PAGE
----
Google logo updated, do you prefer the old one?

Google has recently updated its logo but there has been barely a ripple in the design, marketing and advertising press. Previously when Mountain View tweaked its logo you could expect reams of analysis, critique and gnashing of teeth about the latest design but the recent update went unnoticed until spotted by Redditors.

Google HQ, nothing changed here

Google HQ, nothing changed here

So what’s new? What earth shattering change has occurred to the familiar Google logo we all know and some might even love? Well, even if you look at it knowing the change, it would be hard to tell old from new without some kind of pixel ruler because:

The second ‘g’ has moved one pixel to the right and the ‘l’ has moved – take a breath, sit down – one pixel to the right AND one pixel down. Someone wearily commented “it’s about time,” – that must be someone with a better eye for kerning than the average Googler. Another Redditor noted that previously the l and e were slightly out of kilter and it must have been driving some typographer a little bit crazy.

There’s something a bit odd with Google and Kerning though as if you do a search for ‘kerning’ on Google you are presented with a bunch of peculiarly kerned results: you will see the letter spacings adjusted in a very slight higgledy piggledy fashion in different instances of the word kerning…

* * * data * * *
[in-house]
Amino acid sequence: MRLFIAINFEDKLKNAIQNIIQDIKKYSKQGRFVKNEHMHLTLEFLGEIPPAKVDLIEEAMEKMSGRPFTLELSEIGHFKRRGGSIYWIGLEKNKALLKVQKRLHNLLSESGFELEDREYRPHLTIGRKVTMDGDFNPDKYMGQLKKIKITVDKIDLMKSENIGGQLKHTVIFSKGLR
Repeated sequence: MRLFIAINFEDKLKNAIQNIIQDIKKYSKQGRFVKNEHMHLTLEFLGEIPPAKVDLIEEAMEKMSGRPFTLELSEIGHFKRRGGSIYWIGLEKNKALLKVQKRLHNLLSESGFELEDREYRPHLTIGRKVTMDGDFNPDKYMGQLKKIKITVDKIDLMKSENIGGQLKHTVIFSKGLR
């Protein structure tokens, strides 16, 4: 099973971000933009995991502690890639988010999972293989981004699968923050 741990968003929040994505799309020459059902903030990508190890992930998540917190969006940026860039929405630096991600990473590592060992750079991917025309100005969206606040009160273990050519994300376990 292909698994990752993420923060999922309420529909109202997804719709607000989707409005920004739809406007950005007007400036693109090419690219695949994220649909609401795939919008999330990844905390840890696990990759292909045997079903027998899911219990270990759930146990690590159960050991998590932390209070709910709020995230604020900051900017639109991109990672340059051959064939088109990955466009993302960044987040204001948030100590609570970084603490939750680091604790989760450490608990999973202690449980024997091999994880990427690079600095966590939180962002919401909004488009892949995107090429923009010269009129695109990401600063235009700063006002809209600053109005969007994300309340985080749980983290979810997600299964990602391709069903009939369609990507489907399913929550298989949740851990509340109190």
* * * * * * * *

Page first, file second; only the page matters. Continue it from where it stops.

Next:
Google logos, new and old

Google logos, new and old

Have a look at the difference between new and old Google logos above. This is an animated GIF produced by Ron Amadeo and it’s probably the best way to see the minute differences. For a moment let’s fantasise about what the free the design agency managed to squeeze out of Google for this logo change. Often we hear these logo re-designs net hundreds of thousands of dollars for the ID-hairdressing service professionals involved.

What do you think about the redesign? Do you miss the old logo? Might you start an internet campaign or petition to get it reinstated?

Mark Tyson

Mark has worked for a number of years as a newshound on other technology news websites. He decided to write for Tech Assimilate thanks to this web site's open embracing vision of the fascinating world of personal technology. Mark has also worked in the printing and advertising industries for tens of years previously.

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